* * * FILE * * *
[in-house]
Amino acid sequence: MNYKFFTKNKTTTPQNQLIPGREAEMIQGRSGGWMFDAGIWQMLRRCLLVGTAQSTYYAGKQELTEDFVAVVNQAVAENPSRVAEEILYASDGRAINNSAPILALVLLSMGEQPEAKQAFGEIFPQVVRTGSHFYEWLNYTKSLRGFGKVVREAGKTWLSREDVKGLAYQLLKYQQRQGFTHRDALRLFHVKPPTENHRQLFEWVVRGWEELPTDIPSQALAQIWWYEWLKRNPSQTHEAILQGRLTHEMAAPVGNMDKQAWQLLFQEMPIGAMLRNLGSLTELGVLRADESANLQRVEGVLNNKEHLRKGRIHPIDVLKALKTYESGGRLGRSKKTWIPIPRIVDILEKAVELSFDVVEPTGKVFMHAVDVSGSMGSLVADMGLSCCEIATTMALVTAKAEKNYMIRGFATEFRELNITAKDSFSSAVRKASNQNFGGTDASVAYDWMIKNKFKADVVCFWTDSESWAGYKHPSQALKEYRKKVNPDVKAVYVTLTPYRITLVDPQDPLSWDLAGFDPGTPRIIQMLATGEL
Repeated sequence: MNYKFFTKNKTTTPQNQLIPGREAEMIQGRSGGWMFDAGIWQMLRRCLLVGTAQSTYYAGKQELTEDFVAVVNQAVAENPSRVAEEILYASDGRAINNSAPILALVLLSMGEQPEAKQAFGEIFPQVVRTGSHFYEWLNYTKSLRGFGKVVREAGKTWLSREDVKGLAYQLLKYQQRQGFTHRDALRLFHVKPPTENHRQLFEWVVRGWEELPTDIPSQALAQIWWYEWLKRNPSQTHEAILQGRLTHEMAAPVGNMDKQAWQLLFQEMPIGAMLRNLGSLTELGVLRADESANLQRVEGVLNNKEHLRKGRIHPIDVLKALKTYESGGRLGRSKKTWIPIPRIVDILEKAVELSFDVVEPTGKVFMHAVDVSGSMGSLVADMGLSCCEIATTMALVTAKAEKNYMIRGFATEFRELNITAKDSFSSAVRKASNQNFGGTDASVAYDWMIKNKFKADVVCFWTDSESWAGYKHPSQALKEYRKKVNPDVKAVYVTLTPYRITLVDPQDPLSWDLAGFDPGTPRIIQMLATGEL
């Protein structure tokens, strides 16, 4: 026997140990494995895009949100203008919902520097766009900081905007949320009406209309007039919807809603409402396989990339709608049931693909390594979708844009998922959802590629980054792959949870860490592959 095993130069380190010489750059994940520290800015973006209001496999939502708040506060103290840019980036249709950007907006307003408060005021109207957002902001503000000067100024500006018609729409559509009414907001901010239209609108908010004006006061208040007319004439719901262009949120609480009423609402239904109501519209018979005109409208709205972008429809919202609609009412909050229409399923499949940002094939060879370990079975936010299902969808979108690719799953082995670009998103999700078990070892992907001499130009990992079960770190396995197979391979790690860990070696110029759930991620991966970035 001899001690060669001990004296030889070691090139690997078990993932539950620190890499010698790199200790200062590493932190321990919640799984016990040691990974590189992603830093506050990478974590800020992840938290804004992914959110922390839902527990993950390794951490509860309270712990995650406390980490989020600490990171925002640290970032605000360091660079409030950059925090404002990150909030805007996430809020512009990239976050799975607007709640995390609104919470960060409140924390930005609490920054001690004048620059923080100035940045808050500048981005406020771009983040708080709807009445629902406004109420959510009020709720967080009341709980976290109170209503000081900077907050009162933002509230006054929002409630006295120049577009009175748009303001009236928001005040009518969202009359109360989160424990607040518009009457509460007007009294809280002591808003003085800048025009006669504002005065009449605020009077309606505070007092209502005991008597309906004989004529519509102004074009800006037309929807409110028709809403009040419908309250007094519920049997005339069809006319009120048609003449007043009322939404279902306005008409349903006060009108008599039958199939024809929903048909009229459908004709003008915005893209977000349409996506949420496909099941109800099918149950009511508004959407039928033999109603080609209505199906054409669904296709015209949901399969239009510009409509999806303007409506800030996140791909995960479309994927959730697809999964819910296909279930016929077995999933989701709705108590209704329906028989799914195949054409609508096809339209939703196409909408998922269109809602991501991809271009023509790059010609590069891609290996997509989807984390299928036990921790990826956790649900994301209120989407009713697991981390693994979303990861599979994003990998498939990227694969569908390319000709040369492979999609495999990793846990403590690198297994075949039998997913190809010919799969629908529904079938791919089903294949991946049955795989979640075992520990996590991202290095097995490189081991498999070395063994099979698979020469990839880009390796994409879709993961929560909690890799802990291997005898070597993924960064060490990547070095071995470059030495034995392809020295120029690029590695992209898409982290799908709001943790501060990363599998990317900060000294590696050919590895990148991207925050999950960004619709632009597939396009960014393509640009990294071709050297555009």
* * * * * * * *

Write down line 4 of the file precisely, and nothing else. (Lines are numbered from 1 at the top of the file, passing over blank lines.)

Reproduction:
């Protein structure tokens, strides 16, 4: 026997140990494995895009949100203008919902520097766009900081905007949320009406209309007039919807809603409402396989990339709608049931693909390594979708844009998922959802590629980054792959949870860490592959 095993130069380190010489750059994940520290800015973006209001496999939502708040506060103290840019980036249709950007907006307003408060005021109207957002902001503000000067100024500006018609729409559509009414907001901010239209609108908010004006006061208040007319004439719901262009949120609480009423609402239904109501519209018979005109409208709205972008429809919202609609009412909050229409399923499949940002094939060879370990079975936010299902969808979108690719799953082995670009998103999700078990070892992907001499130009990992079960770190396995197979391979790690860990070696110029759930991620991966970035 001899001690060669001990004296030889070691090139690997078990993932539950620190890499010698790199200790200062590493932190321990919640799984016990040691990974590189992603830093506050990478974590800020992840938290804004992914959110922390839902527990993950390794951490509860309270712990995650406390980490989020600490990171925002640290970032605000360091660079409030950059925090404002990150909030805007996430809020512009990239976050799975607007709640995390609104919470960060409140924390930005609490920054001690004048620059923080100035940045808050500048981005406020771009983040708080709807009445629902406004109420959510009020709720967080009341709980976290109170209503000081900077907050009162933002509230006054929002409630006295120049577009009175748009303001009236928001005040009518969202009359109360989160424990607040518009009457509460007007009294809280002591808003003085800048025009006669504002005065009449605020009077309606505070007092209502005991008597309906004989004529519509102004074009800006037309929807409110028709809403009040419908309250007094519920049997005339069809006319009120048609003449007043009322939404279902306005008409349903006060009108008599039958199939024809929903048909009229459908004709003008915005893209977000349409996506949420496909099941109800099918149950009511508004959407039928033999109603080609209505199906054409669904296709015209949901399969239009510009409509999806303007409506800030996140791909995960479309994927959730697809999964819910296909279930016929077995999933989701709705108590209704329906028989799914195949054409609508096809339209939703196409909408998922269109809602991501991809271009023509790059010609590069891609290996997509989807984390299928036990921790990826956790649900994301209120989407009713697991981390693994979303990861599979994003990998498939990227694969569908390319000709040369492979999609495999990793846990403590690198297994075949039998997913190809010919799969629908529904079938791919089903294949991946049955795989979640075992520990996590991202290095097995490189081991498999070395063994099979698979020469990839880009390796994409879709993961929560909690890799802990291997005898070597993924960064060490990547070095071995470059030495034995392809020295120029690029590695992209898409982290799908709001943790501060990363599998990317900060000294590696050919590895990148991207925050999950960004619709632009597939396009960014393509640009990294071709050297555009």